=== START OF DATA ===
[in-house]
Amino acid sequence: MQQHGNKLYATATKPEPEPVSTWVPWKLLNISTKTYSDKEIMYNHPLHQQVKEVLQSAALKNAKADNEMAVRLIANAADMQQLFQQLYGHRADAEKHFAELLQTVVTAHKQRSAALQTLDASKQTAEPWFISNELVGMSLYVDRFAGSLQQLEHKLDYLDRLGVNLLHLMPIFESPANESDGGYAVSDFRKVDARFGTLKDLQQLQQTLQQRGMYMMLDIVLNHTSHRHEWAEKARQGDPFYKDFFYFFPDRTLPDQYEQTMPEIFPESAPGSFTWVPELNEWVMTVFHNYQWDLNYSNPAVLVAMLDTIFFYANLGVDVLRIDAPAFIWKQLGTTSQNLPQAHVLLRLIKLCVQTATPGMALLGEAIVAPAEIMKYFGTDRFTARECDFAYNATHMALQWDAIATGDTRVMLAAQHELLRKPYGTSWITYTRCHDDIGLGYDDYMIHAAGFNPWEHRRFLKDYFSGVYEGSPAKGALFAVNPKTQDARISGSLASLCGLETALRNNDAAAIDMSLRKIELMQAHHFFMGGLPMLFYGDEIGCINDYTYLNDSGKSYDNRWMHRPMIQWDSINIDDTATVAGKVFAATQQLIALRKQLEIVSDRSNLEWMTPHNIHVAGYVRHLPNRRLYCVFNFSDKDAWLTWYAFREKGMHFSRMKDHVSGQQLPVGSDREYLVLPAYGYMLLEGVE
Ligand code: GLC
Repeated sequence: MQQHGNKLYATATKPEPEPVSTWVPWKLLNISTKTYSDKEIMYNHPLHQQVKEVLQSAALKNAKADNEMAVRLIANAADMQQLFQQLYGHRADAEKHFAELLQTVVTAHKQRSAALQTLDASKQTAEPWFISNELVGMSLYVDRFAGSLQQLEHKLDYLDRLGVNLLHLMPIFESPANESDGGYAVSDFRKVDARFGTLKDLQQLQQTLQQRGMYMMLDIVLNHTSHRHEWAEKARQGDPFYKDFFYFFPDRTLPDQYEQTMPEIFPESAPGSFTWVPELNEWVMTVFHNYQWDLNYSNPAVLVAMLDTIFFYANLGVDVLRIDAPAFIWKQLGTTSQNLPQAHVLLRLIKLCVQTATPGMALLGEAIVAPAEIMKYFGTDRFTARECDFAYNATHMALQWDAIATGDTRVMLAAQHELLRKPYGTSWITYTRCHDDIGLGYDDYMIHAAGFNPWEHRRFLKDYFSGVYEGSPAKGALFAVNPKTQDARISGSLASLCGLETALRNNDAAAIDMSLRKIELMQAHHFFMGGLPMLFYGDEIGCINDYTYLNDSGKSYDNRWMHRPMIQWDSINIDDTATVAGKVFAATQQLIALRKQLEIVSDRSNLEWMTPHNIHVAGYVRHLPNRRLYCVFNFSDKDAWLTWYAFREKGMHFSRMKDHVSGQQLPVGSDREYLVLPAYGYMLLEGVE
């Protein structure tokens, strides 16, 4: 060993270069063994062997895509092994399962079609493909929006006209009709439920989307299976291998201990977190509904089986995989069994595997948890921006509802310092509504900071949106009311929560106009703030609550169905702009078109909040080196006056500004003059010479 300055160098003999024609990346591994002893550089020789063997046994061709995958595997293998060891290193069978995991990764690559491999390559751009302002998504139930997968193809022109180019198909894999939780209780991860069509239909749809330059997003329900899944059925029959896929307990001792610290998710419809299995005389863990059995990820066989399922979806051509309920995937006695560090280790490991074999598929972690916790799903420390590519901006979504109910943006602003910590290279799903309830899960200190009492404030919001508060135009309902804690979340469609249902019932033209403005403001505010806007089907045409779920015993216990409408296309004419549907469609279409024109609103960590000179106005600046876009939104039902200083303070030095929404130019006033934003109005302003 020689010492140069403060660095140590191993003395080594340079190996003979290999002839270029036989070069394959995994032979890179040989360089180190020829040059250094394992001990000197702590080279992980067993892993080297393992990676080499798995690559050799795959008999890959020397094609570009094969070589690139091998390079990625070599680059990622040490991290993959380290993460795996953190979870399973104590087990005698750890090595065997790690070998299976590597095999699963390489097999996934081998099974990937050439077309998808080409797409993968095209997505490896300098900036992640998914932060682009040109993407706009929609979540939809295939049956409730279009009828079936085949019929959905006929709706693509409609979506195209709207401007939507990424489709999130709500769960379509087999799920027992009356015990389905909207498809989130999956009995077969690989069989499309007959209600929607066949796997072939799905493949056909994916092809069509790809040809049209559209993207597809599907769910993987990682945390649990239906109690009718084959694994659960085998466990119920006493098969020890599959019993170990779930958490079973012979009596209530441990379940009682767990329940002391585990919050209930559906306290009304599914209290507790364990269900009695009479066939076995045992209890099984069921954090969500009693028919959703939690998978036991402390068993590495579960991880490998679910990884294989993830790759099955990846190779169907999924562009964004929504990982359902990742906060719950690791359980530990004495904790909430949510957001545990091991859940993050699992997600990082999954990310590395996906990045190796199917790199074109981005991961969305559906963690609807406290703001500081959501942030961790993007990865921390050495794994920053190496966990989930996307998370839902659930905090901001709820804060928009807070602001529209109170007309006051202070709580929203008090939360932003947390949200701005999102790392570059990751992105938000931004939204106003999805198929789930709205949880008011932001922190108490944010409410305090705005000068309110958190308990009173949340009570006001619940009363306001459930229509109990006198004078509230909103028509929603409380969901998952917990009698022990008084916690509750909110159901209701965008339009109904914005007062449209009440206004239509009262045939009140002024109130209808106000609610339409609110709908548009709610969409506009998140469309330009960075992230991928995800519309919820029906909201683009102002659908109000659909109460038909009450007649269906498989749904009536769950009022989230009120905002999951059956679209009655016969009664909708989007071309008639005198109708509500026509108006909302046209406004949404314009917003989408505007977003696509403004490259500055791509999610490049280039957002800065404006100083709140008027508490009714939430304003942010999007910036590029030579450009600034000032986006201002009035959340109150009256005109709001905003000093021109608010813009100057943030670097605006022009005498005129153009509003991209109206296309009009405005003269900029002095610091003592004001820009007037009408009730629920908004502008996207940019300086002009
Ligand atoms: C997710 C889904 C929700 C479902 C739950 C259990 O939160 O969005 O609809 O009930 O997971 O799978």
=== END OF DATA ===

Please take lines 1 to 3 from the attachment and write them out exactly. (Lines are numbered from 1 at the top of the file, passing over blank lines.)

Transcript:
[in-house]
Amino acid sequence: MQQHGNKLYATATKPEPEPVSTWVPWKLLNISTKTYSDKEIMYNHPLHQQVKEVLQSAALKNAKADNEMAVRLIANAADMQQLFQQLYGHRADAEKHFAELLQTVVTAHKQRSAALQTLDASKQTAEPWFISNELVGMSLYVDRFAGSLQQLEHKLDYLDRLGVNLLHLMPIFESPANESDGGYAVSDFRKVDARFGTLKDLQQLQQTLQQRGMYMMLDIVLNHTSHRHEWAEKARQGDPFYKDFFYFFPDRTLPDQYEQTMPEIFPESAPGSFTWVPELNEWVMTVFHNYQWDLNYSNPAVLVAMLDTIFFYANLGVDVLRIDAPAFIWKQLGTTSQNLPQAHVLLRLIKLCVQTATPGMALLGEAIVAPAEIMKYFGTDRFTARECDFAYNATHMALQWDAIATGDTRVMLAAQHELLRKPYGTSWITYTRCHDDIGLGYDDYMIHAAGFNPWEHRRFLKDYFSGVYEGSPAKGALFAVNPKTQDARISGSLASLCGLETALRNNDAAAIDMSLRKIELMQAHHFFMGGLPMLFYGDEIGCINDYTYLNDSGKSYDNRWMHRPMIQWDSINIDDTATVAGKVFAATQQLIALRKQLEIVSDRSNLEWMTPHNIHVAGYVRHLPNRRLYCVFNFSDKDAWLTWYAFREKGMHFSRMKDHVSGQQLPVGSDREYLVLPAYGYMLLEGVE
Ligand code: GLC